Cruise’s self-driving cars have been testing on San Francisco streets for years, but always with a safety driver up front. On Wednesday, the General Motors-backed company announced it had started sending out its autonomous Chevy Bolt EVs with no one in the vehicle.
Back in October, Cruise received a permit from the California Department of Motor Vehicles to drive up to five of its sensor-loaded vehicles without a backup driver at the wheel. This month it sent out one car at night in San Francisco’s rather sleepy Sunset District on the far west side of the city next to the Pacific Ocean.
In a video released Wednesday, Cruise showed off its first fully driverless test on an empty SF street at night. A backup driver is still in the passenger seat, however.
In a media call, Cruise CEO Dan Ammann said to expect more “tangible” progress for its self-driving cars in 2021, but he wouldn’t give an update on when a Cruise driverless taxi service would be available to the public. That app-based service was supposed to launch by the end of 2019, but still hasn’t happened. Instead, Cruise has been testing its fleet of 300 cars in San Francisco and Michigan since 2015.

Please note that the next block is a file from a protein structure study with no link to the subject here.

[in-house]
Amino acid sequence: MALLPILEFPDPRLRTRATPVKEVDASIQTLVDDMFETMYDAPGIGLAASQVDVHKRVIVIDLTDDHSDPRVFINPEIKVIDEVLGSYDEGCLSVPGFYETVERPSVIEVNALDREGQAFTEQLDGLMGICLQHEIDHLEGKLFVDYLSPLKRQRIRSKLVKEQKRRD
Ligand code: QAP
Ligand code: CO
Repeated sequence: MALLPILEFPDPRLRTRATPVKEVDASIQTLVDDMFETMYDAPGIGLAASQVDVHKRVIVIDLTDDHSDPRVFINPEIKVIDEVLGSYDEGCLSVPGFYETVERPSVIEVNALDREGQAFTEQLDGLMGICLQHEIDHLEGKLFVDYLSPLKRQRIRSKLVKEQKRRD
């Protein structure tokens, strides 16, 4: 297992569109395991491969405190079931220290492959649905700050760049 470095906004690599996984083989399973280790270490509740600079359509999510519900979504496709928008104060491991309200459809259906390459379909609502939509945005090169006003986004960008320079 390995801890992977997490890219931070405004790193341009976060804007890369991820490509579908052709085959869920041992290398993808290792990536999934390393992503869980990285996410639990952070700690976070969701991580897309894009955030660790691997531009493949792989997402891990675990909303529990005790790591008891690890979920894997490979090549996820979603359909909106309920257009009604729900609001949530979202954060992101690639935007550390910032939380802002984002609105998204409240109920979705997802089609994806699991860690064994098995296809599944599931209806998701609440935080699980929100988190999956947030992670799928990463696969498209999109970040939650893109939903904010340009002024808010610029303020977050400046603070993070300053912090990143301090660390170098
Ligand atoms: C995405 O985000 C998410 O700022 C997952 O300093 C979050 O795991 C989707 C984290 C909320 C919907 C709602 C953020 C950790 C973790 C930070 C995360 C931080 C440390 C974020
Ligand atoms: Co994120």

In January, Cruise introduced its driverless ride-sharing prototype, the Origin. The taxi, with room for six passengers, doesn’t have a steering wheel. The electric car will be built in GM’s new factory in Detroit, Michigan.
Eventually, Cruise’s driverless cars, which currently exist as those modified Chevy Bolts, will test at more times of day and night and in more neighborhoods. For now, it’s taking it slow. “We’re moving very methodically,” Ammann said.
Cruise isn’t the first company to receive a permit for fully self-driving cars, but it is the first to put them to the test in San Francisco, which Ammann called “one of the craziest driving environments.”
ที่มา : Mashable